The 151 swab samples, obtained from the 37 BU patients were also analyzed by microscopy after direct ZN staining (Fig 4 and S1 and S2 Tables). All 28 PCR negative swabs were also microscopy negative. Sixty-nine samples (56.1%) were positive in both tests and 54 samples (43.9%) were only qPCR positive (Fig 4). AFB were microscopically detected in smears of all 51 swabs (41.5%) yielding a qPCR CT value of ≤ 27.8 (equaling about ≥ 300 genomes in the total extract of the swab [13]). In contrast, AFB were found in none of the 23 swabs (18.7%) yielding a CT value ≥ 33.9 (equaling about ≤ 2 genomes in the total extract of the swab) [14]. Of the 49 swabs (39.8%) with a CT between 27.8 and CT 33.9, 18 (36.7%) were also positive in ZN smear microscopy (Fig 4A), with a clear increase in the proportion of positive ZN smears with decreasing qPCR CT value (Fig 4B). In total, 27/37 (73%) of the patients with at least one qPCR positive swab had also at least one positive microscopy result.

Fig 4. Correlation between direct smear microscopy and IS2404 qPCR results.

Of the 123 IS2404 qPCR positive swab samples analyzed by direct smear microscopic analysis after ZN staining, 54 samples (43.9%) were only positive by qPCR, whereas 69 samples (56.1%) were positive for both methods applied. Up to a qPCR CT of 27.8 all swabs were positive for both methods. Between CT 27.9 and CT 33.8 results were variable and above CT 33.8 all samples were microscopy negative. A: AFB positive and negative swabs in correlation to the qPCR values. Each dot represents one swab sample. B: Percentage of AFB positive and negative swabs in correlation to qPCR value ranges.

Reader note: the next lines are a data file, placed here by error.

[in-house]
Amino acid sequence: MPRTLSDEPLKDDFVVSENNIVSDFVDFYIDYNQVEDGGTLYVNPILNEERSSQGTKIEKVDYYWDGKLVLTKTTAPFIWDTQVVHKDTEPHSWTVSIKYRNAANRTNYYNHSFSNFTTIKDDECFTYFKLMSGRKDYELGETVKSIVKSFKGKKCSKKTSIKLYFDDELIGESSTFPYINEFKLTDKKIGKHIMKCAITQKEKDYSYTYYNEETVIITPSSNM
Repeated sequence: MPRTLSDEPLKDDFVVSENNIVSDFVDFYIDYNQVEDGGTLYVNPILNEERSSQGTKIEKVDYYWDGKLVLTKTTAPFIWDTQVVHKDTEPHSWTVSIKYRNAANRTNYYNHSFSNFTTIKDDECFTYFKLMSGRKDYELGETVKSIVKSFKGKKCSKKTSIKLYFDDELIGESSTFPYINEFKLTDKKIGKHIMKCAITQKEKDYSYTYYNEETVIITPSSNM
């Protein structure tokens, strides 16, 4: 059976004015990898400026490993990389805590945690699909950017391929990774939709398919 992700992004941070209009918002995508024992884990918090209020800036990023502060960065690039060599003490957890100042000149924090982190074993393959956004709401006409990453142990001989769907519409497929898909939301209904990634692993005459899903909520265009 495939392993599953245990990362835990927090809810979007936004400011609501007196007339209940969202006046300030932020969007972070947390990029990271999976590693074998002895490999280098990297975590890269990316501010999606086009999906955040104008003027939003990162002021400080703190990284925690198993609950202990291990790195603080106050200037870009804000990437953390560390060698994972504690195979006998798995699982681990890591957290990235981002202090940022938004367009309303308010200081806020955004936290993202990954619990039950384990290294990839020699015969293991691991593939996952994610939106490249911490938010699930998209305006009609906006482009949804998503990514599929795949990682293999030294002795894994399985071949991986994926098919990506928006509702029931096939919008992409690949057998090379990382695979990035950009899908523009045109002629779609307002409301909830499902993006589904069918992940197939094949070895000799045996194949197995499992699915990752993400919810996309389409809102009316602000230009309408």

Increase in test sensitivity by analyzing multiple swab samples

Results obtained with 134 swabs from those 30 patients who had at least four swabs taken from different lesion areas were statistically analyzed for the effect of testing multiple samples on assay sensitivity. Both for qPCR (Table 1) and for smear microscopy (Table 2) the probability of obtaining at least one positive test result per patient increased substantially, when analyzing two or three samples instead of one. In particular for qPCR the effect of analyzing a fourth swab was only marginal.

Table 1. Increase in the probability of obtaining one or more positive qPCR results with the number of swabs analyzed.

Table 2. Increase in the probability of obtaining one or more positive smear microscopy results with the number of swabs analyzed.


To date, no systematic analysis of the distribution of M. ulcerans bacteria in BU lesions has been published. Here we have systematically evaluated the amount and distribution of AFB in 83 tissue specimens in which we could detect AFB, corroborating previous findings that extracellular clusters of M. ulcerans bacteria in the subcutis are a histopathological hallmark of BU [68,14,15]. In none of the 83 analyzed samples we found AFB in the epidermal layer, whereas AFB were present in the subcutis of all complete tissue specimens with occasional minor spread of bacteria into the lower layer of the dermis. As expected [8], large extracellular clusters of AFB were found in most (67%) of the plaque lesions analyzed, but only in 24% of the ulcerated lesions, where small clusters and dispersed AFB were more common. This is most likely related to sloughing of necrotic tissue including the bulk of bacteria during ulcer formation [16,17]. Consequently, improper sampling of tissue specimens for histopathological analysis (e.g. not including the subcutis) will often result in false negative laboratory results based on microscopic detection of AFB in tissue specimens. Since no samples from nodular or edematous lesions were available we are not able to draw any conclusions concerning these pre-ulcerative forms.